Wynne to review directors’ raises
Premier Kathleen Wynne called raises for Hydro One’s board of directors unacceptable Tuesday, while her rivals slammed the pay hikes as the consequence of the government’s privatization of the utility.
Wynne said her Liberals had ordered a review into compensation at Hydro One upon learning of raises for executives and board members, including a $70,000 raise for the chair of the board and $25,000 raises for other board members. The results of that review, she said, are expected to lead to some changes.
“We’ve made it very clear that the compensation package that was brought forward was unacceptable,” Wynne said at a campaign stop in Waterloo. “So that is exactly why the review is happening. We forced that review to happen. We made it clear and the review is happening.”
Wynne emphasized the review is examining compensation for all board members, not just executive compensation as had been suggested in April. The pay increases have been in effect since January.
The province’s largest electricity transmission and distribution provider, Hydro One was partially privatized in November 2015, with the government saying it planned to use the sale of shares to fund transit and infrastructure projects. By December 2017, the province had sold off 53 per cent of its stake in the company. The partial sale has garnered the Liberals negative headlines, with critics linking the sale to high hydro rates and high executive salaries.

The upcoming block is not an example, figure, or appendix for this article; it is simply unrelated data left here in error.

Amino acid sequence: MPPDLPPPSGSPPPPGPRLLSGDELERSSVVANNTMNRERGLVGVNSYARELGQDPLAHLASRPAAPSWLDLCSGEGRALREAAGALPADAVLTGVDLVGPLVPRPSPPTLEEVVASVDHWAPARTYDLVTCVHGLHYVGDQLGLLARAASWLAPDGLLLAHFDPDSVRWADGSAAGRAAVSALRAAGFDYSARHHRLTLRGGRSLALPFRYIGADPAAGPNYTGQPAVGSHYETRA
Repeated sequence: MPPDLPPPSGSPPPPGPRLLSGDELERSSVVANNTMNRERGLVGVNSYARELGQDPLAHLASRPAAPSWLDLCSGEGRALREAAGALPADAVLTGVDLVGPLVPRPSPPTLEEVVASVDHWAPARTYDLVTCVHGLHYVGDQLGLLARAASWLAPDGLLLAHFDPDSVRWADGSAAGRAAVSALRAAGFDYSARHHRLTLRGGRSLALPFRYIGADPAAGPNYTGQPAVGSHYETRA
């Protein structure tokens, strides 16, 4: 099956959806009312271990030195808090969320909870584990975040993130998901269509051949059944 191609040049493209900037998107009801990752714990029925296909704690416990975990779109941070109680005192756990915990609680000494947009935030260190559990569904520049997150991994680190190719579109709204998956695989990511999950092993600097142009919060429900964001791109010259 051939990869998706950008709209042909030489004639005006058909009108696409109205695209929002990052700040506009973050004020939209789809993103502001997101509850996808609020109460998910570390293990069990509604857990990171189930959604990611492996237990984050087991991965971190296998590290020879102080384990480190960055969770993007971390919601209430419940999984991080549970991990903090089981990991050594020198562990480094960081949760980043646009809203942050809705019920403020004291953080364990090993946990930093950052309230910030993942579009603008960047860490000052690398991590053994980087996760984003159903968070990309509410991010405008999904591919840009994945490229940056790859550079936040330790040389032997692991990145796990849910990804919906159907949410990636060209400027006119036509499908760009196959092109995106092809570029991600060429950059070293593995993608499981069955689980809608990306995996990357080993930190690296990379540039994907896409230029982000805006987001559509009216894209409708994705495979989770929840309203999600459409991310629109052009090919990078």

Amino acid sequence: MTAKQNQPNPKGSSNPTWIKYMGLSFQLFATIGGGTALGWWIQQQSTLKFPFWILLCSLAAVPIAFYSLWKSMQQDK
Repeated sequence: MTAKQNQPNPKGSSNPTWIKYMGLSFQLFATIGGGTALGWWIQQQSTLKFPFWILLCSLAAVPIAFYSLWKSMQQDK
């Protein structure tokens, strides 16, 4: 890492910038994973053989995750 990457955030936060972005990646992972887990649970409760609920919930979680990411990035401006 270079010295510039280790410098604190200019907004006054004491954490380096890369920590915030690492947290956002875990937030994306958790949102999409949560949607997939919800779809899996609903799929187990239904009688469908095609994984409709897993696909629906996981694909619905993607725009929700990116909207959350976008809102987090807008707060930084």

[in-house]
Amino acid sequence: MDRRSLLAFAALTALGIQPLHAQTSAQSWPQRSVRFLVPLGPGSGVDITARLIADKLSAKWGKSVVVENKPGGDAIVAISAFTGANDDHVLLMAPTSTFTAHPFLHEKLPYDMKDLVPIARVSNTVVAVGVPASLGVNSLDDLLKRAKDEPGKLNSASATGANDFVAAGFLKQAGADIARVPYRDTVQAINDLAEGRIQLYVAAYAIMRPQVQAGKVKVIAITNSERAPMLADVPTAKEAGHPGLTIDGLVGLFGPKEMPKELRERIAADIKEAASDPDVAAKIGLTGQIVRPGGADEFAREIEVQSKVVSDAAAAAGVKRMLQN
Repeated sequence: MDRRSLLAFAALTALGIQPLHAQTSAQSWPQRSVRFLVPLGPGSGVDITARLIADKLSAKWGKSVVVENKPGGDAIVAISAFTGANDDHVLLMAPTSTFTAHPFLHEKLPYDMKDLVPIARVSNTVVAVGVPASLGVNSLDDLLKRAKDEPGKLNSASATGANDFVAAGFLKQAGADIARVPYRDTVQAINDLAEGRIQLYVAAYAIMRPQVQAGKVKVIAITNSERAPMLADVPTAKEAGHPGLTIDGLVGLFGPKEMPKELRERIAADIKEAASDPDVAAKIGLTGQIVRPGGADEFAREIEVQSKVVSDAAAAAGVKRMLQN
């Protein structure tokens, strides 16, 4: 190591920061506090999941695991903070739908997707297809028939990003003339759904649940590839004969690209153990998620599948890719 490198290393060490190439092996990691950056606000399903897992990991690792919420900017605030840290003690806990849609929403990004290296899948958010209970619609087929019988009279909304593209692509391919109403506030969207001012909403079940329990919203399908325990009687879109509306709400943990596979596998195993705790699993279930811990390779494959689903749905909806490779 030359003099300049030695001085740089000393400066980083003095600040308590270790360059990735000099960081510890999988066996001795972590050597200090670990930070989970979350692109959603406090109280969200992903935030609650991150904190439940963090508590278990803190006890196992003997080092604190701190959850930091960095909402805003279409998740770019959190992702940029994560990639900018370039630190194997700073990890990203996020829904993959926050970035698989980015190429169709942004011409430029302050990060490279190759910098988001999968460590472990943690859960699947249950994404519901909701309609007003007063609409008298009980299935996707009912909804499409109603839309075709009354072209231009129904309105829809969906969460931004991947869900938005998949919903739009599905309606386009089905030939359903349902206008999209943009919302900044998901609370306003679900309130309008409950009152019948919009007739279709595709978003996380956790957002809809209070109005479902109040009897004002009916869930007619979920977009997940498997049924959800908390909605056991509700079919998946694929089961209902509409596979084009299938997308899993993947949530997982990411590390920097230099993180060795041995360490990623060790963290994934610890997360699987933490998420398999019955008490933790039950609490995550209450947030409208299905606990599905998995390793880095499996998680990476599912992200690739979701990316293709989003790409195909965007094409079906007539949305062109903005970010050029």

Wynne defended the move. “We made a decision that the deficit of infrastructure building in this province was critical,” she said. “(It) was not going to allow for the economic growth that we needed. So the change in ownership of Hydro One was part of that ...”
Progressive Conservative Leader Doug Ford reiterated his promise to fire Hydro One’s board of directors and the CEO — who would receive at least $10.7 million in severance — and predicted he’ll have no trouble finding replacements.
NDP Leader Andrea Horwath has promised to restore the company to public ownership if she forms government after the June 7 election.
At a rally in London, Horwath said the pay hikes at the utility underscore the need for her plan. “It’s obvious that Hydro One should not be in private hands because the decisions that are being made there are being made in the interests of private shareholders and/or private board members,” she said. “It shows that they are completely out of touch with the people of Ontario, that they don’t care, they don’t have to be in touch with the people of Ontario, because they’re not accountable to the people of Ontario.”